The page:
AB - Atomic layer deposition is widely acknowledged as a powerful technique for the deposition of high quality layers for several applications including photovoltaics (PV). The capability of ALD to generate dense, conformal, virtually pinhole-free layers becomes attractive also for the emerging organo-metal halide perovskite solar cells (PSCs), which have garnered the interest of the PV community through their remarkable efficiency gains, now over 20%, in just a few years of research. Until now, the application of ALD layers in PSCs has almost exclusively been restricted to the stages of device fabrication prior to perovskite deposition. Researchers have mainly focused on fabricating efficient electron and hole transport layers (TiO2, SnO2, ZnO, NiO) and ultra-thin Al2O3 or TiO2 passivation layers for several device configurations. The first section of this contribution reviews the current state-of-the-art ALD for perovskite solar cells. Then, we explore other potential opportunities, such as the fabrication of doped metal oxide selective contacts and transparent electrodes, also for use in tandem solar cell architectures, as well as barrier layers for encapsulation. Finally, we present our own experimental investigation of the challenges involved in depositing directly on perovskite absorbers in view of replacing organic electron and hole transport layers with ALD metal oxides (MOs). Therefore, the effects of temperature, oxidizing agents and metal precursors on perovskite are studied. A number of insights are gained which can lead to the development of ad hoc ALD processes that are compatible with the underlying perovskite, in this case, methylammonium lead iodide, MAPbI3. The phase purity and surface chemistry of the perovskite were used as metrics to quantify the feasibility of depositing selected MOs which can be adopted as selective contacts and passivation layers.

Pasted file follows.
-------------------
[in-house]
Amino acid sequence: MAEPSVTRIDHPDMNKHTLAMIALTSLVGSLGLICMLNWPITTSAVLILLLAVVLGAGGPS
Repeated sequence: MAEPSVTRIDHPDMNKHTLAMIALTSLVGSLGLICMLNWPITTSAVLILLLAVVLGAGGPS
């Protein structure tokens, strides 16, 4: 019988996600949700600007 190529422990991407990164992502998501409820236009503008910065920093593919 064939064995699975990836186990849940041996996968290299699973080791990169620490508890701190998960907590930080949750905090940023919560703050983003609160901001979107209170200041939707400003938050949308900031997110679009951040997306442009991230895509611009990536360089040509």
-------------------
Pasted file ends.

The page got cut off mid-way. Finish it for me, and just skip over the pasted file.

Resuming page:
UR - http://www.scopus.com/inward/record.url?scp=85029653606&partnerID=8YFLogxK

U2 - 10.1039/c6se00076b

DO - 10.1039/c6se00076b

M3 - Article

VL - 1

SP - 30

EP - 55

JO - Sustainable Energy & Fuels

JF - Sustainable Energy & Fuels

SN - 2398-4902

IS - 1

ER -

Zardetto V, Williams BL, Perrotta A, Di Giacomo F, Verheijen MA, Andriessen R et al. Atomic layer deposition for perovskite solar cells: Research status, opportunities and challenges. Sustainable Energy & Fuels. 2017 feb 6;1(1):30-55. Beschikbaar vanaf, DOI: 10.1039/c6se00076b